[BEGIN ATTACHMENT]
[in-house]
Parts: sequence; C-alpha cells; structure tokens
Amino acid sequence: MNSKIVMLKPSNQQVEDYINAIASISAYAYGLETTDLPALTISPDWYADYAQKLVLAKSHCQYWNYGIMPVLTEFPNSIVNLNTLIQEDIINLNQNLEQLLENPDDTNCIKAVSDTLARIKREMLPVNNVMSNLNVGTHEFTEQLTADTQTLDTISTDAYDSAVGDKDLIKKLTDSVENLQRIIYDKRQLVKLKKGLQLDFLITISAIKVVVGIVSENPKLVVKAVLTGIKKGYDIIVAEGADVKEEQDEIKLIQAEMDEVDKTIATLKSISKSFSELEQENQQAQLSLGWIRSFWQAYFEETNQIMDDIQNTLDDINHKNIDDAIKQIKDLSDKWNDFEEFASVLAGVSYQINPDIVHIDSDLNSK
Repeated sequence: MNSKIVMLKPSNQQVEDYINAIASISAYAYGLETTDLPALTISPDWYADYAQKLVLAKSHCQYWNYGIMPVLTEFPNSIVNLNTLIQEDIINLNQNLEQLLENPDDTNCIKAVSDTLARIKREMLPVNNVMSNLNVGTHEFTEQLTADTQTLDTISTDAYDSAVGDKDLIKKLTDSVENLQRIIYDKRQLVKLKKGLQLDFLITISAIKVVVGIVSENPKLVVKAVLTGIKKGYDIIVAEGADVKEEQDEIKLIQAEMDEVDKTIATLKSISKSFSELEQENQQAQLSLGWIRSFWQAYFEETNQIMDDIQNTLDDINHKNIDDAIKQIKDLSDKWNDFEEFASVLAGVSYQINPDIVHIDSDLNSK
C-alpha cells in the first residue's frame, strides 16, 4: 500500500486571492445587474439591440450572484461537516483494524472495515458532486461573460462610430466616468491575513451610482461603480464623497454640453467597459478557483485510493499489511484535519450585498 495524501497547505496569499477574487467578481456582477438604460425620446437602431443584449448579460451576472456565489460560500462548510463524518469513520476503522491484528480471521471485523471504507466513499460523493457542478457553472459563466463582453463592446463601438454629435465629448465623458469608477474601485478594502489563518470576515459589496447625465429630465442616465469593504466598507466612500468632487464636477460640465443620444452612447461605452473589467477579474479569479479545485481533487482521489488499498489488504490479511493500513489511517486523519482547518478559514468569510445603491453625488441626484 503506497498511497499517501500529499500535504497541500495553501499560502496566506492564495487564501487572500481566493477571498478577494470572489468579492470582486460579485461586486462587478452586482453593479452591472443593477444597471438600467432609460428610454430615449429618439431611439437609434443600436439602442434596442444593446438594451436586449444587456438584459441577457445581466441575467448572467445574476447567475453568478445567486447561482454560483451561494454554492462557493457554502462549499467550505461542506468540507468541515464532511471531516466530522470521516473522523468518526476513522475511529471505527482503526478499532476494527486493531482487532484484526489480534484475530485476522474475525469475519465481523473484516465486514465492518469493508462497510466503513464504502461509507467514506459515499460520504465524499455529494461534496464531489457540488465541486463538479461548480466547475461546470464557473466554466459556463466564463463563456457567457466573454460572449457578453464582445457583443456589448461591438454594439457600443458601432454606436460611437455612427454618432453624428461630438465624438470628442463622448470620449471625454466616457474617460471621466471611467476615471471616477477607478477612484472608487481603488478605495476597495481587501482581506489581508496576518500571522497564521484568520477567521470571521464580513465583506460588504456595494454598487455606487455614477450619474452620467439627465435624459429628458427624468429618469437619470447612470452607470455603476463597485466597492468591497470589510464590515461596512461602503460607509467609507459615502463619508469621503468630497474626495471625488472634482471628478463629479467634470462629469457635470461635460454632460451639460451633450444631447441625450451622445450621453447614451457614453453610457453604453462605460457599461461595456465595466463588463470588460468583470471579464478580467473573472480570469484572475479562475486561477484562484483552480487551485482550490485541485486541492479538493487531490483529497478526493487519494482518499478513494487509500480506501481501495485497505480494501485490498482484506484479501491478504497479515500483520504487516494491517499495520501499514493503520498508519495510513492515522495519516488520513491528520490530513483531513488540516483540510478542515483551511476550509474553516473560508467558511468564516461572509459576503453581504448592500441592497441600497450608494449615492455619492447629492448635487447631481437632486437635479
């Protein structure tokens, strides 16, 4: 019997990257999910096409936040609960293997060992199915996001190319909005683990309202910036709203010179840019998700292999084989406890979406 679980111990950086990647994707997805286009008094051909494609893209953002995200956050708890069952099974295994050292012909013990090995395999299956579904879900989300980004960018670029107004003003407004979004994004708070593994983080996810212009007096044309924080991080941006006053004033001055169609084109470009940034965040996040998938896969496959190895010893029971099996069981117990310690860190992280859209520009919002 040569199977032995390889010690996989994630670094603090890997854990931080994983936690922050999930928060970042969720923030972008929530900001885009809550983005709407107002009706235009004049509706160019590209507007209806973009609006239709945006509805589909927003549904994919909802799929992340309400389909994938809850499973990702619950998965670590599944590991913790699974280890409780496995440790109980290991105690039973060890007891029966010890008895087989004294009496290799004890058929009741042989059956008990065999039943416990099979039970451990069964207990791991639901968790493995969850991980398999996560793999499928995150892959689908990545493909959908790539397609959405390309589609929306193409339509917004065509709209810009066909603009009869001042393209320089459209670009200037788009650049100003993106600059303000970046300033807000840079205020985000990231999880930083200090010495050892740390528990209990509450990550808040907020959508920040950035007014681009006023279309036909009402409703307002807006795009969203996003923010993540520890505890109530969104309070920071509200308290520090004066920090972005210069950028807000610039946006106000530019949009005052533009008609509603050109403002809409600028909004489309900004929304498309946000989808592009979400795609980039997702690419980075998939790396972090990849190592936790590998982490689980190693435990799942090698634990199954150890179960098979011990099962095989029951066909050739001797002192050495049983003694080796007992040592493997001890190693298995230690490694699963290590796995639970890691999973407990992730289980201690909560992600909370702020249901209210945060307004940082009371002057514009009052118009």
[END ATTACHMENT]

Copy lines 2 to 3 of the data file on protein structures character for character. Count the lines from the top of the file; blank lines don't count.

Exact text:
Parts: sequence; C-alpha cells; structure tokens
Amino acid sequence: MNSKIVMLKPSNQQVEDYINAIASISAYAYGLETTDLPALTISPDWYADYAQKLVLAKSHCQYWNYGIMPVLTEFPNSIVNLNTLIQEDIINLNQNLEQLLENPDDTNCIKAVSDTLARIKREMLPVNNVMSNLNVGTHEFTEQLTADTQTLDTISTDAYDSAVGDKDLIKKLTDSVENLQRIIYDKRQLVKLKKGLQLDFLITISAIKVVVGIVSENPKLVVKAVLTGIKKGYDIIVAEGADVKEEQDEIKLIQAEMDEVDKTIATLKSISKSFSELEQENQQAQLSLGWIRSFWQAYFEETNQIMDDIQNTLDDINHKNIDDAIKQIKDLSDKWNDFEEFASVLAGVSYQINPDIVHIDSDLNSK